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J Chromatogr A. 2005 Mar 25;1069(1):43-52.

Properties and performance of novel high-resolution/high-permeability ion-exchange media for protein chromatography.

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  • 1Department of Chemical Engineering University of Virginia, P.O. Box 400741, Charlottesville, VA 22904-4741, USA.

Abstract

There is continued interest in the development of stationary phases for protein chromatography that can provide high resolution at elevated flow rates of the mobile phase. When using porous particles, resolution and dynamic binding capacity decline rapidly as the flow rate is increased. Monolithic columns have been developed to overcome these limitations. However, there are difficulties in manufacturing homogeneous larger scale monoliths. In this paper we investigate the morphology and performance characteristics of columns based on new ion exchangers obtained by mechanically disrupting continuous beds of acrylamido-based polymeric media. Near colloidal suspensions of loose particles obtained with this procedure can be flow-packed in ordinary chromatography columns resulting in beds of unexpectedly high hydraulic permeability. Columns up to 2.2 cm in diameter were studied with both Q and S functionalized media. The hydraulic permeability and interparticle porosity of these columns were rather high. The permeabilities of the S and Q media were 1.5 x 10(-13) and 2.4 x 10(-13) m2, respectively, while the corresponding porosities were 60 and 70%. These porosity values are similar to those of monoliths, suggesting that these particles assemble under flow to give high-porosity bridged structures. The structure of these packed beds was further characterized by embedding small packed columns in resins and obtaining sections for microscopic observation. The sections reveal the presence of small aggregates of non-porous 1-3 microm particles, surrounded by flow channels several micrometers in size. The height equivalent to a theoretical plate under isocratic and gradient elution conditions and the dynamic binding capacity were determined for several proteins and were found to be virtually independent of flow.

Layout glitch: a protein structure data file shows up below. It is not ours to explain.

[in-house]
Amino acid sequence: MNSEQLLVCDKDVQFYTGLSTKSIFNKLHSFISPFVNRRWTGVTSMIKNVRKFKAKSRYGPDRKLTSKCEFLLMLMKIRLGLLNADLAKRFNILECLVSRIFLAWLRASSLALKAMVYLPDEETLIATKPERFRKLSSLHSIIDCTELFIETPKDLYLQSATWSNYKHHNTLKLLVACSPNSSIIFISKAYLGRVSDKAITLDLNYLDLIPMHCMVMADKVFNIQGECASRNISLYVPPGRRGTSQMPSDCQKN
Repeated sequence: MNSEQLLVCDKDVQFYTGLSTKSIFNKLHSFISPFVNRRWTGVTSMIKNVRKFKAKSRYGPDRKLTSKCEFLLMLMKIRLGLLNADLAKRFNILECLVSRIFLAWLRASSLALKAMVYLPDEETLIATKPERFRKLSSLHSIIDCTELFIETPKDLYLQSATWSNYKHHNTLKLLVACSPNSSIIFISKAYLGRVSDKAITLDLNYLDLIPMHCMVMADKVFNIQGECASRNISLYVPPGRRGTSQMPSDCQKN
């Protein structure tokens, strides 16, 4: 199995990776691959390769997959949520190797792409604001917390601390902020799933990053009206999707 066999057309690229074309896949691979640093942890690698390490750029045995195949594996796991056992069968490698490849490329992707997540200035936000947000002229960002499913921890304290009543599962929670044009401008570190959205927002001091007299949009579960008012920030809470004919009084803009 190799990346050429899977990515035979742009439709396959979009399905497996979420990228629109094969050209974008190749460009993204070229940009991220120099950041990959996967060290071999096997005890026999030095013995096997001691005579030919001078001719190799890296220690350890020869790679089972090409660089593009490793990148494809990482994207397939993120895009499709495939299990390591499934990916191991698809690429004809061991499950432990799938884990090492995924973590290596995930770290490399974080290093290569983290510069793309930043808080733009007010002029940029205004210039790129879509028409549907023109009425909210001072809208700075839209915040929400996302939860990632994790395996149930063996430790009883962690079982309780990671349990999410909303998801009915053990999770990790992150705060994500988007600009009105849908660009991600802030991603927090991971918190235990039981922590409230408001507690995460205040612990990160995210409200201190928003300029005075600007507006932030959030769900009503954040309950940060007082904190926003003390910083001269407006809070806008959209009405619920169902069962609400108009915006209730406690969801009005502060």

PMID:
15844482
[PubMed - indexed for MEDLINE]
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